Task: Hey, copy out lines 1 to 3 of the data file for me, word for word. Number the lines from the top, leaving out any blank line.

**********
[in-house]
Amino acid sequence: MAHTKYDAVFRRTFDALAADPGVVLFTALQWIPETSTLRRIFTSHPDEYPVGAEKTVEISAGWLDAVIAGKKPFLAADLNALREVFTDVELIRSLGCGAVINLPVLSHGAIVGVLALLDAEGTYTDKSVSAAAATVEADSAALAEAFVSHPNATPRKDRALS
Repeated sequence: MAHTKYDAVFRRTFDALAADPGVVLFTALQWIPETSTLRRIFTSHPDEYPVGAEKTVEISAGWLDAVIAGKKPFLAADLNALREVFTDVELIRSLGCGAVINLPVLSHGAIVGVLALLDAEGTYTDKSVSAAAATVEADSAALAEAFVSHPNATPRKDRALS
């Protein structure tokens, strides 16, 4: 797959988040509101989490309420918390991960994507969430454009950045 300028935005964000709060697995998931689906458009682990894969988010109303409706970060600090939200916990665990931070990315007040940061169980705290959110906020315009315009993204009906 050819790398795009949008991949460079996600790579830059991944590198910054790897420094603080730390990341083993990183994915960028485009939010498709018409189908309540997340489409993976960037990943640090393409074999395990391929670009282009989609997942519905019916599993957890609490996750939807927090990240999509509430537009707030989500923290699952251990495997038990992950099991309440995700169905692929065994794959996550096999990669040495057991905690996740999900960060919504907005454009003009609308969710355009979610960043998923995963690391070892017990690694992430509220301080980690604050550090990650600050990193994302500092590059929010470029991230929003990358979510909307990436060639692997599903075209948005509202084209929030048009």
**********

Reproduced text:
[in-house]
Amino acid sequence: MAHTKYDAVFRRTFDALAADPGVVLFTALQWIPETSTLRRIFTSHPDEYPVGAEKTVEISAGWLDAVIAGKKPFLAADLNALREVFTDVELIRSLGCGAVINLPVLSHGAIVGVLALLDAEGTYTDKSVSAAAATVEADSAALAEAFVSHPNATPRKDRALS
Repeated sequence: MAHTKYDAVFRRTFDALAADPGVVLFTALQWIPETSTLRRIFTSHPDEYPVGAEKTVEISAGWLDAVIAGKKPFLAADLNALREVFTDVELIRSLGCGAVINLPVLSHGAIVGVLALLDAEGTYTDKSVSAAAATVEADSAALAEAFVSHPNATPRKDRALS